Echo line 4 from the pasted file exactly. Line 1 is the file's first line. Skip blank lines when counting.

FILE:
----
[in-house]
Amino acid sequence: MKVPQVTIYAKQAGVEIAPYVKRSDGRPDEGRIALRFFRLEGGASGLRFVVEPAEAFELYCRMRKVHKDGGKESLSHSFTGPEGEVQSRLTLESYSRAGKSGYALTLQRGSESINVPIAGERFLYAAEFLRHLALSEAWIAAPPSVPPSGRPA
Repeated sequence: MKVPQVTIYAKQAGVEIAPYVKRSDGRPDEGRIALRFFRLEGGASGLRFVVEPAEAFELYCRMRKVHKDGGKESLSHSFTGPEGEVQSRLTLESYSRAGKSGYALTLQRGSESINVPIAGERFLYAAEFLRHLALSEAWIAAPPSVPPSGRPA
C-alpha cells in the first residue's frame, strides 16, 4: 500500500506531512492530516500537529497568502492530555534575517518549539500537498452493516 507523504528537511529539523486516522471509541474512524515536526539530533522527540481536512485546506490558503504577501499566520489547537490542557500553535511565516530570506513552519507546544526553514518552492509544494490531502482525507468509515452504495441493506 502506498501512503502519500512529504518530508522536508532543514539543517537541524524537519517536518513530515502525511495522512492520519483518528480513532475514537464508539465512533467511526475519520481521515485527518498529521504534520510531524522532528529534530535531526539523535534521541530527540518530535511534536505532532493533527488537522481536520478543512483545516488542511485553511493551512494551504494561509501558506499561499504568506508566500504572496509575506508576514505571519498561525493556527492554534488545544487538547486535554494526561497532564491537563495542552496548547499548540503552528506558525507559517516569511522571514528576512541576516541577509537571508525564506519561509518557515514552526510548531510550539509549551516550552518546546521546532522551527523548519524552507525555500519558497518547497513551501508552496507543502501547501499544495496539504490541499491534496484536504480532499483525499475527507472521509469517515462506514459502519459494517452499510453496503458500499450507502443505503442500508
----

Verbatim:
C-alpha cells in the first residue's frame, strides 16, 4: 500500500506531512492530516500537529497568502492530555534575517518549539500537498452493516 507523504528537511529539523486516522471509541474512524515536526539530533522527540481536512485546506490558503504577501499566520489547537490542557500553535511565516530570506513552519507546544526553514518552492509544494490531502482525507468509515452504495441493506 502506498501512503502519500512529504518530508522536508532543514539543517537541524524537519517536518513530515502525511495522512492520519483518528480513532475514537464508539465512533467511526475519520481521515485527518498529521504534520510531524522532528529534530535531526539523535534521541530527540518530535511534536505532532493533527488537522481536520478543512483545516488542511485553511493551512494551504494561509501558506499561499504568506508566500504572496509575506508576514505571519498561525493556527492554534488545544487538547486535554494526561497532564491537563495542552496548547499548540503552528506558525507559517516569511522571514528576512541576516541577509537571508525564506519561509518557515514552526510548531510550539509549551516550552518546546521546532522551527523548519524552507525555500519558497518547497513551501508552496507543502501547501499544495496539504490541499491534496484536504480532499483525499475527507472521509469517515462506514459502519459494517452499510453496503458500499450507502443505503442500508